Category Archives: Economics

Cook with Olive Oil, Kill Birds

The theory of efficient markets, when applied beyond financial markets, is proposed by those who bridle against government regulation of business.  Their idea is that markets will punish bad behavior of individual firms or even whole industries and thus create incentives for firms to produce goods and services without harming employees, consumers, or the environment.  […]

The Economics of Nature

We went for the first time this year to the Orono Bog Boardwalk on Monday morning.  This is an absolute gem of a resource for the Penobscot Valley community, giving people easy access to a part of our Acadian landscape that is not often so easily visited.  If you have never been there you will […]

Right Wing or Left Wing – There Are Still No Free Lunches

Readers of Stirring the Pot know that I am deeply concerned about the issues of global climate change and inequality in the United States.  Climate change, or the larger issue of global change, is an existential threat to modern human civilization.  Inequality strikes at the very heart of the American ideal of “liberty and justice […]

One Lesson NOT to Take from France’s “Yellow Vest” Protests

One narrative about the Yellow Vest protests in France is that politicians should not adopt energy taxes to change behaviors that lead to climate change.  In this telling, the political costs of wise energy policy are too high.  This is an overly simple reading of the French experience and is a convenient excuse for those […]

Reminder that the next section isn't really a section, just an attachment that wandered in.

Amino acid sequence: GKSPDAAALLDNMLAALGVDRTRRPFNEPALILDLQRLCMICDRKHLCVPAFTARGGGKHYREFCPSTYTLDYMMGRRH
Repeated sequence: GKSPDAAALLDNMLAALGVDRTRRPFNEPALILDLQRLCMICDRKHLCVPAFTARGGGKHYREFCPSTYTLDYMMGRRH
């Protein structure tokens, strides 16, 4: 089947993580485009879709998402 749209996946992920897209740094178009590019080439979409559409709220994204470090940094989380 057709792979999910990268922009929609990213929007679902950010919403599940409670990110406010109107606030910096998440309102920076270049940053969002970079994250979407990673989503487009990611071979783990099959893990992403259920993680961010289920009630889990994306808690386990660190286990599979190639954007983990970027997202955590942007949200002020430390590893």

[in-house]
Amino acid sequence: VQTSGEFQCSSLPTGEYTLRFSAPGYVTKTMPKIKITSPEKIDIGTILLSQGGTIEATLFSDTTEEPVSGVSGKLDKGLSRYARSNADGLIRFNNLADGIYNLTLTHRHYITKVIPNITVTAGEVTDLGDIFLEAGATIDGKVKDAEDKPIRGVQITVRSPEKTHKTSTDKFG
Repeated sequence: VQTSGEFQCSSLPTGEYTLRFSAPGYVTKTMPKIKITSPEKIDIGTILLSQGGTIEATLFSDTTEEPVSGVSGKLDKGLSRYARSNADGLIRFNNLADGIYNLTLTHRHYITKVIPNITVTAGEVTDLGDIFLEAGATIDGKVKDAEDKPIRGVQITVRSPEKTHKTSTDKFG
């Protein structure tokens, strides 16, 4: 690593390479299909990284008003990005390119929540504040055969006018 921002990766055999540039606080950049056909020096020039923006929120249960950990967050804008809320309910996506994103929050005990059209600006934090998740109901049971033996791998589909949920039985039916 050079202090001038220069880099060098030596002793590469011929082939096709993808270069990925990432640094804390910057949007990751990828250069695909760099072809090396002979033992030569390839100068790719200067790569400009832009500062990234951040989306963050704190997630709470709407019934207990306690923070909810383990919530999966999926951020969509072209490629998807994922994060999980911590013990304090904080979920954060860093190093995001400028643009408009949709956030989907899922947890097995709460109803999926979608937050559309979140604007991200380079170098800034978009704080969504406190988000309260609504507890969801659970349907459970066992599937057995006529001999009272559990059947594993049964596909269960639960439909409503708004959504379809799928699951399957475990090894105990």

Lessons From Seaweed

Most Mainers know something about seaweed, some of what they know might even be true.  My mother sang the praises of dulse in her diet, though I recall that she rarely ate it.  My father used what we called rockweed from the shores of Penobscot Bay to enrich his vegetable garden.  R.P.T. Coffin describes the […]

Time for the State of Maine to Get Out of the Alcohol Business

Not that long ago the purchase of many types of alcoholic beverages in Maine required a visit to a State-run liquor store.  This was rooted in the 21st Amendment to the U.S. Constitution which ended the Prohibition era in 1933 and allowed states to regulate importation of liquor.  But no longer, Maine got out of […]

Lessons from Japan for Imagining Sustainable De-growth

Cornell University ecologist David Pimentel and colleagues estimated that the earth might be able to sustain only 2 billion people by the end of the fossil fuel era.  There are about 7.5 billion humans on the planet right now.  It seems counterintuitive that there is nearly 4 times the sustainable population now living on the […]

Disdain for the Future

I first encountered the idea that the future was something one could study in 1971 from historian Roger Howell Jr.  In one way or another, thinking about the future informed much that I have written about since, including here in Stirring the Pot. In my way of thinking about the future, I believe there should […]